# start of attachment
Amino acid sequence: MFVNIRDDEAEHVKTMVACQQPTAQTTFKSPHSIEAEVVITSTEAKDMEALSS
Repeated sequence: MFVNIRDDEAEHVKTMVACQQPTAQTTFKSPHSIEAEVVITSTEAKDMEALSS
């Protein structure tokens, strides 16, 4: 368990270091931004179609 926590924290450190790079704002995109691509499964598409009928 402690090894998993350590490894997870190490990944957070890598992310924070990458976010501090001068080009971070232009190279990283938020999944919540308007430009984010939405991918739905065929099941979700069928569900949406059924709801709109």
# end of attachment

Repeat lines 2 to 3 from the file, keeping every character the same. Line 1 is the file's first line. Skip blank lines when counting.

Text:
Repeated sequence: MFVNIRDDEAEHVKTMVACQQPTAQTTFKSPHSIEAEVVITSTEAKDMEALSS
């Protein structure tokens, strides 16, 4: 368990270091931004179609 926590924290450190790079704002995109691509499964598409009928 402690090894998993350590490894997870190490990944957070890598992310924070990458976010501090001068080009971070232009190279990283938020999944919540308007430009984010939405991918739905065929099941979700069928569900949406059924709801709109």